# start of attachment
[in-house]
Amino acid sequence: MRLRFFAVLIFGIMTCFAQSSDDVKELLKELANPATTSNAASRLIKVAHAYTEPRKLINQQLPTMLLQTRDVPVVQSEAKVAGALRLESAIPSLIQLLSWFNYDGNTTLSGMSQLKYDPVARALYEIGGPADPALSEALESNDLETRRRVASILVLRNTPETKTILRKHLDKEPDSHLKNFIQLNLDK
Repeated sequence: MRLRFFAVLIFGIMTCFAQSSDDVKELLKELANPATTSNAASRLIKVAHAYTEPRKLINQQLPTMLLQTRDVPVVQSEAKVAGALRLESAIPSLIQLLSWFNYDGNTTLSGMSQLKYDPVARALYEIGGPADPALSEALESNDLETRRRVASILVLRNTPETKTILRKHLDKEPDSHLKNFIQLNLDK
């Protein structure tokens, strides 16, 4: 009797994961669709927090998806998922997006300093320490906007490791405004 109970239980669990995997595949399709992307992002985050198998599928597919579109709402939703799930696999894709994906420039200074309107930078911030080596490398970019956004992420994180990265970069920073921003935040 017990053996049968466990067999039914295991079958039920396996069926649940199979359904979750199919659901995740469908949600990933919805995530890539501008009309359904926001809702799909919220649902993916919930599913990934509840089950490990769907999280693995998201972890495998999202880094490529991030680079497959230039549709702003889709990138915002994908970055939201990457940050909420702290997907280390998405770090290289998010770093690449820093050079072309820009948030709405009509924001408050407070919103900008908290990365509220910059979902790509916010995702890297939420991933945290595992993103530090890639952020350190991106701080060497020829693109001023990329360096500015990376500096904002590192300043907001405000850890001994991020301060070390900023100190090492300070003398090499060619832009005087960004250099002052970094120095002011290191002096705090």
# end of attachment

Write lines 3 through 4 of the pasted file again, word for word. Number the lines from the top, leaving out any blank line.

Repeated sequence: MRLRFFAVLIFGIMTCFAQSSDDVKELLKELANPATTSNAASRLIKVAHAYTEPRKLINQQLPTMLLQTRDVPVVQSEAKVAGALRLESAIPSLIQLLSWFNYDGNTTLSGMSQLKYDPVARALYEIGGPADPALSEALESNDLETRRRVASILVLRNTPETKTILRKHLDKEPDSHLKNFIQLNLDK
């Protein structure tokens, strides 16, 4: 009797994961669709927090998806998922997006300093320490906007490791405004 109970239980669990995997595949399709992307992002985050198998599928597919579109709402939703799930696999894709994906420039200074309107930078911030080596490398970019956004992420994180990265970069920073921003935040 017990053996049968466990067999039914295991079958039920396996069926649940199979359904979750199919659901995740469908949600990933919805995530890539501008009309359904926001809702799909919220649902993916919930599913990934509840089950490990769907999280693995998201972890495998999202880094490529991030680079497959230039549709702003889709990138915002994908970055939201990457940050909420702290997907280390998405770090290289998010770093690449820093050079072309820009948030709405009509924001408050407070919103900008908290990365509220910059979902790509916010995702890297939420991933945290595992993103530090890639952020350190991106701080060497020829693109001023990329360096500015990376500096904002590192300043907001405000850890001994991020301060070390900023100190090492300070003398090499060619832009005087960004250099002052970094120095002011290191002096705090």